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Overview:

Vaccinations are an essential step in preventing certain illnesses that could be harmful, debilitating, or life-threatening. At Lawndale Veterinary Hospital, we consider immunizations to be a critical part of your pet’s preventive care strategy.

Vaccination schedules should be reviewed at least annually. Factors such as age, overall health status, medical conditions, vaccination history, risk of disease exposure, lifestyle, and current guidelines will affect our recommendations. 

Vaccination Frequency:

Puppies and kittens begin vaccinations between 6 and 9 weeks of age. At that age, maternal antibodies are still present and interfere with certain vaccines. Therefore, the vaccines are boostered every 3 to 4 weeks until the pet is approximately 16 weeks of age and maternal antibodies have waned. Learn more about puppy vaccines here.

Adult pets should have their vaccine status evaluated at least annually with an exam. Depending on lifestyle and vaccine type, vaccines will be boostered anywhere from every 6 months to every 3 years in adults.

Vaccine Safety and Monitoring:

Vaccines have revolutionized our potential to prevent disease in pets, and for the most part pets tolerate vaccines well. However any time an animal receives any product, including a vaccine, it is important to remember that a reaction could occur. If your pet has had a prior reaction to a vaccine, always notify our staff at the beginning of your pet's vaccination visit so that we can take precautionary measures. After your pet receives vaccines, it is important to keep a close eye on your pet to monitor for any problems or concerns. 

Mild responses to vaccines could include lethargy, decreased appetite, mild fever, and/or mild sensitivity or swelling at the site of an injection. When these signs occur they are often mild and self limiting. If these signs last for more than a day or so, or if your pet is uncomfortable, it is important for you to contact us to discuss things further with our staff and veterinarians.

Less commonly, allergic reactions may occur. Signs can develop within minutes to hours of the vaccine. Contact us (or an emergency clinic if after hours) immediately if you notice vomiting or diarrhea, skin changes (rash, bumps, itching), facial swelling, difficulty breathing, or collapse. These signs can be life-threatening and can indicate a medical emergency.


Canine Vaccines:

Vaccine

Recipient

Frequency

Rabies *REQUIRED BY LAW*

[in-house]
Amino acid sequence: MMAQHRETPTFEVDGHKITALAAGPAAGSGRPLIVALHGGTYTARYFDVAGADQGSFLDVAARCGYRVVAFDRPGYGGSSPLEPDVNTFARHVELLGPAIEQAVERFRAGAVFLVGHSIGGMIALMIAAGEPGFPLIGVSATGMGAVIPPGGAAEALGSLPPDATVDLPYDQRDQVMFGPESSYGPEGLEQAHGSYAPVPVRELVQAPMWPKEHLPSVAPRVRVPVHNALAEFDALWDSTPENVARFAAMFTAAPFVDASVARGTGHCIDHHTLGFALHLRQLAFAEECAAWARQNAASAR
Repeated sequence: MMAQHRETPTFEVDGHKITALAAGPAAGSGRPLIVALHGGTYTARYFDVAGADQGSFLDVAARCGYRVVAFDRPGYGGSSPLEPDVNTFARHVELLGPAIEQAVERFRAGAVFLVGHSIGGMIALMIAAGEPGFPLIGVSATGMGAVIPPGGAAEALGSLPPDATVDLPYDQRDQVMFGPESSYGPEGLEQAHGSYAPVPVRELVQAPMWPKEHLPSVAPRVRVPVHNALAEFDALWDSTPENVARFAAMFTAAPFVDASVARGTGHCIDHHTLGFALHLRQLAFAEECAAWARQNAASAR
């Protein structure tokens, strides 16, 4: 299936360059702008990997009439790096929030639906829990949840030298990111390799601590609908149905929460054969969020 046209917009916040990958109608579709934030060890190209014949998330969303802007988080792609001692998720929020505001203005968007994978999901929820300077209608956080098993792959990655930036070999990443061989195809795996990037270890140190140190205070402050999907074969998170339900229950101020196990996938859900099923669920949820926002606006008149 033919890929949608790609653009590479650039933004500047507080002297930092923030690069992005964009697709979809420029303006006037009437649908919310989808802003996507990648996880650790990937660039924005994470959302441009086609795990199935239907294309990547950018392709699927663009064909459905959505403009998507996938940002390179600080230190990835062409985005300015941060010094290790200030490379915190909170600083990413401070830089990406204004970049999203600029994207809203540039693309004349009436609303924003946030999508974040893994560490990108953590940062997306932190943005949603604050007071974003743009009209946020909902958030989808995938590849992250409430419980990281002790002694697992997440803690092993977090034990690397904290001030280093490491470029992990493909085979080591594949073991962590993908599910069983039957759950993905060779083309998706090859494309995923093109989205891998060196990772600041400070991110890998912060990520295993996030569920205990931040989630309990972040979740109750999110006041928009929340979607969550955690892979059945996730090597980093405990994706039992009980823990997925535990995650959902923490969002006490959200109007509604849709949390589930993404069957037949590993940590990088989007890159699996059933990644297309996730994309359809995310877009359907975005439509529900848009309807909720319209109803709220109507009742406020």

All dogs

Annual then every 3 years

Distemper / Adenovirus / Parainfluenza / Parvovirus (Combo)

All dogs

Initial (2 vaccines 2-3 weeks apart depending on age), then annual to every 2 years depending on age, vaccine history, and lifestyle

Leptospirosis

Dogs exposed to wildlife/water

Initial (2 vaccines 2-3 weeks apart), then annual

Lyme

Dogs exposed to ticks

Initial (2 vaccines 2-3 weeks apart), then annual

Bordetella (Kennel cough)

Dogs who have contact with other dogs (boarding, parks, stores, day care, etc.)

Every 6 months

Feline Vaccines:

Vaccine

Recipient

Frequency

Rabies *REQUIRED BY LAW*

All cats

Annual

Panleukopenia / Rhinotracheitis / Calici / Chlamydia (Combo)

All cats

Initial (2 vaccines 2-3 weeks apart depending on age), then annual to every 3 years depending on age, vaccine history, and lifestyle

Feline Leukemia

Cats that go outdoors

Initial (2 vaccines 2-3 weeks apart), then annual to every 2 years depending on age, vaccine history, and lifes


General: (Click here for answer key)

  1. Which vaccine is legally required for all dogs and cats older than 16 weeks?

  2. Are vaccines effective immediately?

  3. Is it ok for a pet to receive multiple vaccinations on the same day?

  4. At times, some vaccines need to be boostered after 2 to 4 weeks. What happens if the pet does not come back to receive the booster vaccine?

Cats: (Click here for answer key)

  1. If a cat goes outside, they should receive these vaccines: (1) Rabies; (2) Panleukopenia/Rhinotracheitis/Calici/Chlamydia combination; and (3) _______________________________ .

  2. Why does Lawndale use a non-adjuvanted Rabies vaccine in cats?

  3. Is there a cure for Feline Leukemia?

Dogs: (Click here for answer key)

  1. Parvovirus infection is most commonly found in puppies. Signs can include intense, severe vomiting and diarrhea. Puppies with Parvo can get incredibly sick or even die. Can puppies who are in the middle of their puppy shot series (ages 0 to 16 weeks) still develop Parvo?

  2. A Kennel Cough vaccine should be administered every 6 months to dogs who are boarded, groomed, taken to the dog park, or visit doggie daycares. For dogs that don’t go to these places, are there other possible routes of exposure to consider?

  3. A zoonotic disease is one that can be transmitted between animals and humans. What zoonotic diseases can dogs be vaccinated against?

Author: Dr. C. Noureddine, DVM, MS